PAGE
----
The principle of social proof states that if individuals are uncertain about a particular topic or a course of action, they might base their response on the responses of other people. Researchers within the Department of Psychology of Safety have run an online field experiment to evaluate this principle in the relation to a Facebook page. The hypothesis was that if the comments were inconclusive, the participants would focus on the number of likes associated with the comments. In the manipulation check, it was found that quite of number of the participants did not correctly remember the number of likes associated with the various comments. This led to the question how people actually behaved when watching a Facebook page. A good strategy to study this would be observations by means of eye-tracking.
The assignment is to run an eye-tracking study to examine
1) how much attention individuals pay to various elements of a Facebook page and
2) whether there is a difference in this respect between a page with positive comments only, a page with negative comments only, and a page with positive as well as negative comments.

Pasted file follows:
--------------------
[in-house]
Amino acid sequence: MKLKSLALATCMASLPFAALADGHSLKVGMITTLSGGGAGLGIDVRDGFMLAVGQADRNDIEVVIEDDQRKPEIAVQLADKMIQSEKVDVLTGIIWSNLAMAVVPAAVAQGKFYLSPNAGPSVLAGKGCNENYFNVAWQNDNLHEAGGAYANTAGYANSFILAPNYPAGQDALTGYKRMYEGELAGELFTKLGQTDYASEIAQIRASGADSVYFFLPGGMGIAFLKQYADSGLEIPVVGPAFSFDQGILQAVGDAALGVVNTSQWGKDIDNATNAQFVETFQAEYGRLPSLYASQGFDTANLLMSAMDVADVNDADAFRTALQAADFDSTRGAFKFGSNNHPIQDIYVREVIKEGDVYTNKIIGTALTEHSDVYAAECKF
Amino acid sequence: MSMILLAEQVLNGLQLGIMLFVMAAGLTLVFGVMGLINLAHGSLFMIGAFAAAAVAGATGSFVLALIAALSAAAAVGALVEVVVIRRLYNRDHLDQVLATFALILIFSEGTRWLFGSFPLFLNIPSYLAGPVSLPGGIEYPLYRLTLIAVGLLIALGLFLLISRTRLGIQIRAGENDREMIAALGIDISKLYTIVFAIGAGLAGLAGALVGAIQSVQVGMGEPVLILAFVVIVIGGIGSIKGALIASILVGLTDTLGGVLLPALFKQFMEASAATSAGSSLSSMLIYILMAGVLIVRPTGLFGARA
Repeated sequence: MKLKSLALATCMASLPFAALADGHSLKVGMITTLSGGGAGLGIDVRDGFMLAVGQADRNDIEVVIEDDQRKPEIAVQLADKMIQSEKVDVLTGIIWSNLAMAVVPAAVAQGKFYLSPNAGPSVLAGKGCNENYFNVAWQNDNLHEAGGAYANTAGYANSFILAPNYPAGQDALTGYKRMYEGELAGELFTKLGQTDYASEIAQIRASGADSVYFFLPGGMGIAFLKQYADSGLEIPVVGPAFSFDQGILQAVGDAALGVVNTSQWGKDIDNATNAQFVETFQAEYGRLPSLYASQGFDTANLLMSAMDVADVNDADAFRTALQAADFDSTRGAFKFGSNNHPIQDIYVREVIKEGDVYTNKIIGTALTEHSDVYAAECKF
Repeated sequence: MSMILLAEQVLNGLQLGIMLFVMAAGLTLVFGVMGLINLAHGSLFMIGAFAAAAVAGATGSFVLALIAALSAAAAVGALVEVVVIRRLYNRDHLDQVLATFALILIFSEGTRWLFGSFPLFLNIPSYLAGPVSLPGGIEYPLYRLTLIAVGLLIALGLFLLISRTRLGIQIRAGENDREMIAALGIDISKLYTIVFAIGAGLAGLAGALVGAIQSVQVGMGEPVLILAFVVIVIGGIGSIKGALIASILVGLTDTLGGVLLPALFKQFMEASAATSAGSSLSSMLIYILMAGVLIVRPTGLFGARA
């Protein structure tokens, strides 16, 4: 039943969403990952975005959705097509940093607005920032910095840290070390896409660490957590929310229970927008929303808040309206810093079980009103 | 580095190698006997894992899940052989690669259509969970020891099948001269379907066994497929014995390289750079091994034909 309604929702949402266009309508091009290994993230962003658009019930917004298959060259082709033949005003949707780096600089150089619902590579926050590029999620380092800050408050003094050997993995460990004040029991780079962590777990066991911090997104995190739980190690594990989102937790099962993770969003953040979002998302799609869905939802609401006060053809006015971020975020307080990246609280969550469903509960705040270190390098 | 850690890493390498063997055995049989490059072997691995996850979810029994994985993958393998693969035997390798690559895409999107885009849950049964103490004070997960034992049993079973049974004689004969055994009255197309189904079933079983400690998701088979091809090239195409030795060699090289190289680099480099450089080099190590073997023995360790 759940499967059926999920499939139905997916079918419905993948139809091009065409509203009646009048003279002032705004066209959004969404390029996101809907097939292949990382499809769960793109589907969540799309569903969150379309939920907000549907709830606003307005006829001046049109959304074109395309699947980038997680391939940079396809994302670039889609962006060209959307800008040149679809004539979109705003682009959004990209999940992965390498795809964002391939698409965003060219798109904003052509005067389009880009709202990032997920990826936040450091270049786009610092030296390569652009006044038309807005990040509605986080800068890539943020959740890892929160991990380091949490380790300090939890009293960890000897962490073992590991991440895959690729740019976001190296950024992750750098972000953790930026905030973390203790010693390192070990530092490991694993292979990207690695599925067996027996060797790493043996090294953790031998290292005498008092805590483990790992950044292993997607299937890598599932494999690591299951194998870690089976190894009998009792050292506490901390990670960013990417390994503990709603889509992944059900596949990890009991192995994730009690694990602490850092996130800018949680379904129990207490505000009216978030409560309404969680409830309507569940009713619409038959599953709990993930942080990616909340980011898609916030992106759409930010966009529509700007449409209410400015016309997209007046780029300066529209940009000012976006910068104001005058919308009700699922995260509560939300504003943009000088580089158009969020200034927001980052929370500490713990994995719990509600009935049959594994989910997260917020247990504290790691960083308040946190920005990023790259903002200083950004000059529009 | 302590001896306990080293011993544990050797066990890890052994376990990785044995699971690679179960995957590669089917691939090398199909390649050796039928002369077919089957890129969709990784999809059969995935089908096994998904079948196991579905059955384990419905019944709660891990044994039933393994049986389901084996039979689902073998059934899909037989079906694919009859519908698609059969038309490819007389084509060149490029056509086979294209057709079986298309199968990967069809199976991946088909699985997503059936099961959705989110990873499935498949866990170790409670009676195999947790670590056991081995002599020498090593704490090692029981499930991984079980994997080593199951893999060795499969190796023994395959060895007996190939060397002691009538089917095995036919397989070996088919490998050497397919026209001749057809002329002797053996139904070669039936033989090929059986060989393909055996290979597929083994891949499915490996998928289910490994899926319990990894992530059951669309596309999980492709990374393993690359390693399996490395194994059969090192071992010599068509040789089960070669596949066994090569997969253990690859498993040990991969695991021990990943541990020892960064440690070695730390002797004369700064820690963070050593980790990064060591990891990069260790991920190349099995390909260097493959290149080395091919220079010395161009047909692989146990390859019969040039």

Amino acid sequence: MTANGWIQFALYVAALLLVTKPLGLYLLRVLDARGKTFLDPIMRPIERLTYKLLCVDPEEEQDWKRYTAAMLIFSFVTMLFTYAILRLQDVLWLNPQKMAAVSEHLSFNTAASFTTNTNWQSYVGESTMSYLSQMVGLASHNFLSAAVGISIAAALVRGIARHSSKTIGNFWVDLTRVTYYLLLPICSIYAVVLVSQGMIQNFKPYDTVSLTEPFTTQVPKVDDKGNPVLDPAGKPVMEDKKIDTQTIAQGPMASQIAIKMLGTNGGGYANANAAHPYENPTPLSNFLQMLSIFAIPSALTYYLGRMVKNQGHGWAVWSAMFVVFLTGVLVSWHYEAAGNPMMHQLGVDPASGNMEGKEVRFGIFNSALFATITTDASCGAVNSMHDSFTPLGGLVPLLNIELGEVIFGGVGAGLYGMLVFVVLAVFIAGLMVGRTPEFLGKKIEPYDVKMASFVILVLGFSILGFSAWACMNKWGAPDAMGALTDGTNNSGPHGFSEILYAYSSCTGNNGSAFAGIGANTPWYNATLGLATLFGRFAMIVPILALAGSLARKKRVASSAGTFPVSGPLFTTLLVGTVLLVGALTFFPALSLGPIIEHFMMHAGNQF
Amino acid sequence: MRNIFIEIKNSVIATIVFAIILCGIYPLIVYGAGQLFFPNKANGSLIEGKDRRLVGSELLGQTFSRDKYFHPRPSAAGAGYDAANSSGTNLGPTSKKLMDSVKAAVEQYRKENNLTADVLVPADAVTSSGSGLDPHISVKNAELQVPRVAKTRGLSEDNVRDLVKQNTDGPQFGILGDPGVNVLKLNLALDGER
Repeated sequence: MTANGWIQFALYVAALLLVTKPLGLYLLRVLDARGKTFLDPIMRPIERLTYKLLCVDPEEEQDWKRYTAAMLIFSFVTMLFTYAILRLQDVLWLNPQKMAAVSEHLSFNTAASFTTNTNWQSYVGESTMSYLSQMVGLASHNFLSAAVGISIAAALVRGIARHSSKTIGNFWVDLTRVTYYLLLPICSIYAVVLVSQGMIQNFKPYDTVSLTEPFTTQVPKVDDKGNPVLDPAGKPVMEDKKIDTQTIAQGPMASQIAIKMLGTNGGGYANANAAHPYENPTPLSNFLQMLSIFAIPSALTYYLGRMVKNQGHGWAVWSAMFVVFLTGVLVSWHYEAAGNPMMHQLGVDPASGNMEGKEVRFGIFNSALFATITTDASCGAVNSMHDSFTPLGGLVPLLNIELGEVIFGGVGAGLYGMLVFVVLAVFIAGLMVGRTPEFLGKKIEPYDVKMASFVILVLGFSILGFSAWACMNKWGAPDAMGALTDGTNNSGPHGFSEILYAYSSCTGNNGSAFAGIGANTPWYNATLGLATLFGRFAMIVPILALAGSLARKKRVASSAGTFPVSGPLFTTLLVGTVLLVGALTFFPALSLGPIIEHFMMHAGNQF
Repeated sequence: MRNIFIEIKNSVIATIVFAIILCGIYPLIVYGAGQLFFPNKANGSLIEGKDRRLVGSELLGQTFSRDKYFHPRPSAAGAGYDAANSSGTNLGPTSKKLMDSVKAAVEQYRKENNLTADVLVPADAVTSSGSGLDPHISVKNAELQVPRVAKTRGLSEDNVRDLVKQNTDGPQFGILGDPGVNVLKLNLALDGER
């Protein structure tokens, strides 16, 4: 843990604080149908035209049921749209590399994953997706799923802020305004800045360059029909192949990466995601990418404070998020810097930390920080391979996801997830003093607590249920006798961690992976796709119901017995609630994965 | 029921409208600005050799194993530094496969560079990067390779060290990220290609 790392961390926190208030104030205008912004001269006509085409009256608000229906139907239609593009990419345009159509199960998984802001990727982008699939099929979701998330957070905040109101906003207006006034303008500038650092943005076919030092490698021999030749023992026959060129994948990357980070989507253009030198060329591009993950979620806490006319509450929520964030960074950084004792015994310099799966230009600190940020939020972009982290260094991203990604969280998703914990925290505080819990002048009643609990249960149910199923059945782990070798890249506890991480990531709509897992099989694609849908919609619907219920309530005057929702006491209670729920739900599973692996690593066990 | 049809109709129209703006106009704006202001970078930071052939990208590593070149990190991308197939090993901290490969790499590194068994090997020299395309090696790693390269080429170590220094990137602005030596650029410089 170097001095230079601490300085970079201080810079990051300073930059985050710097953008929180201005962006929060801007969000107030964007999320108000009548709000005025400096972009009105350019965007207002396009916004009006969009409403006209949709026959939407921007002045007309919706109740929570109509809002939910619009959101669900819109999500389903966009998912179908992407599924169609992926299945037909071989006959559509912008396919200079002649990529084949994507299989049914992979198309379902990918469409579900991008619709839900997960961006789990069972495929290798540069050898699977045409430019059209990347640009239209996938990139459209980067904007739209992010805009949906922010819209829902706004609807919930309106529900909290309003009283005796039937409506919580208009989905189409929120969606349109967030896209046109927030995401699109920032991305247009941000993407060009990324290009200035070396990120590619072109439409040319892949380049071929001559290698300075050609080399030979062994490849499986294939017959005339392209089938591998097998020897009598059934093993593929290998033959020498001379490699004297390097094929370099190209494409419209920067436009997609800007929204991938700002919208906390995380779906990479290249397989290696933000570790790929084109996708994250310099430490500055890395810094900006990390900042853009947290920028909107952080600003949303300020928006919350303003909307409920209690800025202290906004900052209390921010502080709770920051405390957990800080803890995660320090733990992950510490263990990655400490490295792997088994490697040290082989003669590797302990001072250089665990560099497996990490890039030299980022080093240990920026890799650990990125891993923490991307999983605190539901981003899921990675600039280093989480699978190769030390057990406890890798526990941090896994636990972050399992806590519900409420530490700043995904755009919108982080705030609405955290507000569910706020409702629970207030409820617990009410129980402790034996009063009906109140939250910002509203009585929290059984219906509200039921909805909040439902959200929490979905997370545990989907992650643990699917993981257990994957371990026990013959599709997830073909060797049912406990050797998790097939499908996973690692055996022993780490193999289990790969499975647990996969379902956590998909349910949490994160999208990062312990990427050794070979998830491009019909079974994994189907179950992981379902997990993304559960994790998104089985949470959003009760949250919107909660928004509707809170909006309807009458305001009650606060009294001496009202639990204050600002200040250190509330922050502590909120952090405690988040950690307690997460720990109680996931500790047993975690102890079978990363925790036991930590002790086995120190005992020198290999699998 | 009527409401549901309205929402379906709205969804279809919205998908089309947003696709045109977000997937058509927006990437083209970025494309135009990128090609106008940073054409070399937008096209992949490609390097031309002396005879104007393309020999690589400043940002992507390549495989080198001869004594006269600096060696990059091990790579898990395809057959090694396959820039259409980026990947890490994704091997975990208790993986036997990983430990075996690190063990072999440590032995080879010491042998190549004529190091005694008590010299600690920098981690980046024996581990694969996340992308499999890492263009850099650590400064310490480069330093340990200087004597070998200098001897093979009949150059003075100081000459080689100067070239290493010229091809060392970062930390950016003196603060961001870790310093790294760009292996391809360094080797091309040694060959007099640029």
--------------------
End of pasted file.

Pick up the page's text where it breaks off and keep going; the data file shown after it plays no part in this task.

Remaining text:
This assignment relates to a research theme within the Department of Psychology of Conflict, Risk and Safety that focuses on perception and communication with respect to food related issues.
An 1-factor experiment is the most obvious way to answer the research questions.
The data for the study will be collected by means of eye-tracking. This equipment is available in the BMS-lab.
Are you interested in this topic for your thesis? Please contact the theme coordinator Sven Zebel (firstname.lastname@example.org)